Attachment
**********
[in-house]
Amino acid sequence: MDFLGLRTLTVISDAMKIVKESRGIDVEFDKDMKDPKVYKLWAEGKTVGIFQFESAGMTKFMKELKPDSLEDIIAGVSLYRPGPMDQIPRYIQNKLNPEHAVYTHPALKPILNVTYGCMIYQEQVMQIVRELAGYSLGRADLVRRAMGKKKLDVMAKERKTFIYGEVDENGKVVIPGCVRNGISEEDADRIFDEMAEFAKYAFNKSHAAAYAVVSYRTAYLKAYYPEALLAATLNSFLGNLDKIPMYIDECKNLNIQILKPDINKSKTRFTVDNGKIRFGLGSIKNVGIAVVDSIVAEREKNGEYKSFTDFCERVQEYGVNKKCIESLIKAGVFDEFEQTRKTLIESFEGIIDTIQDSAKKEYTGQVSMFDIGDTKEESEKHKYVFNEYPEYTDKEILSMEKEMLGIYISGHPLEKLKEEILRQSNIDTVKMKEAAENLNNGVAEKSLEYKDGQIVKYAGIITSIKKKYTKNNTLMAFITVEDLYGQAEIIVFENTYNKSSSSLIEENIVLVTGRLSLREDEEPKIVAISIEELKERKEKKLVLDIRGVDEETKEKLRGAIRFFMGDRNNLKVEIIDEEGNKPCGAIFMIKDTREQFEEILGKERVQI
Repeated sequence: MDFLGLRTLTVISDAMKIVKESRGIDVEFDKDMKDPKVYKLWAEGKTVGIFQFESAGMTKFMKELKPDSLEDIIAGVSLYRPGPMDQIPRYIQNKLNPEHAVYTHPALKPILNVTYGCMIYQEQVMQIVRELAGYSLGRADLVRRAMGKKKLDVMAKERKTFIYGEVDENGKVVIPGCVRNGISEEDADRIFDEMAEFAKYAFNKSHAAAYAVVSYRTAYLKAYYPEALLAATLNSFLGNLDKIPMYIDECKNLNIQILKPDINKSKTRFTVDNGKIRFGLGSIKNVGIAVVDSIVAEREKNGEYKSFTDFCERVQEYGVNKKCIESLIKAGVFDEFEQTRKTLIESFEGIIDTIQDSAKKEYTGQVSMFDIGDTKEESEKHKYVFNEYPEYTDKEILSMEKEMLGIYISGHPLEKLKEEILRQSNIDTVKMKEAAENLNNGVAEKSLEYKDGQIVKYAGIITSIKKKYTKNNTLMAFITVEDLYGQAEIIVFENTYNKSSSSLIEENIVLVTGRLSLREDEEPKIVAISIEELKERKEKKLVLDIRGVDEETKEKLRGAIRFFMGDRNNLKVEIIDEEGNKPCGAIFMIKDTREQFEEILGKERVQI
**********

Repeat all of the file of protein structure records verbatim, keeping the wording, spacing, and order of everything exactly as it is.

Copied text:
[in-house]
Amino acid sequence: MDFLGLRTLTVISDAMKIVKESRGIDVEFDKDMKDPKVYKLWAEGKTVGIFQFESAGMTKFMKELKPDSLEDIIAGVSLYRPGPMDQIPRYIQNKLNPEHAVYTHPALKPILNVTYGCMIYQEQVMQIVRELAGYSLGRADLVRRAMGKKKLDVMAKERKTFIYGEVDENGKVVIPGCVRNGISEEDADRIFDEMAEFAKYAFNKSHAAAYAVVSYRTAYLKAYYPEALLAATLNSFLGNLDKIPMYIDECKNLNIQILKPDINKSKTRFTVDNGKIRFGLGSIKNVGIAVVDSIVAEREKNGEYKSFTDFCERVQEYGVNKKCIESLIKAGVFDEFEQTRKTLIESFEGIIDTIQDSAKKEYTGQVSMFDIGDTKEESEKHKYVFNEYPEYTDKEILSMEKEMLGIYISGHPLEKLKEEILRQSNIDTVKMKEAAENLNNGVAEKSLEYKDGQIVKYAGIITSIKKKYTKNNTLMAFITVEDLYGQAEIIVFENTYNKSSSSLIEENIVLVTGRLSLREDEEPKIVAISIEELKERKEKKLVLDIRGVDEETKEKLRGAIRFFMGDRNNLKVEIIDEEGNKPCGAIFMIKDTREQFEEILGKERVQI
Repeated sequence: MDFLGLRTLTVISDAMKIVKESRGIDVEFDKDMKDPKVYKLWAEGKTVGIFQFESAGMTKFMKELKPDSLEDIIAGVSLYRPGPMDQIPRYIQNKLNPEHAVYTHPALKPILNVTYGCMIYQEQVMQIVRELAGYSLGRADLVRRAMGKKKLDVMAKERKTFIYGEVDENGKVVIPGCVRNGISEEDADRIFDEMAEFAKYAFNKSHAAAYAVVSYRTAYLKAYYPEALLAATLNSFLGNLDKIPMYIDECKNLNIQILKPDINKSKTRFTVDNGKIRFGLGSIKNVGIAVVDSIVAEREKNGEYKSFTDFCERVQEYGVNKKCIESLIKAGVFDEFEQTRKTLIESFEGIIDTIQDSAKKEYTGQVSMFDIGDTKEESEKHKYVFNEYPEYTDKEILSMEKEMLGIYISGHPLEKLKEEILRQSNIDTVKMKEAAENLNNGVAEKSLEYKDGQIVKYAGIITSIKKKYTKNNTLMAFITVEDLYGQAEIIVFENTYNKSSSSLIEENIVLVTGRLSLREDEEPKIVAISIEELKERKEKKLVLDIRGVDEETKEKLRGAIRFFMGDRNNLKVEIIDEEGNKPCGAIFMIKDTREQFEEILGKERVQI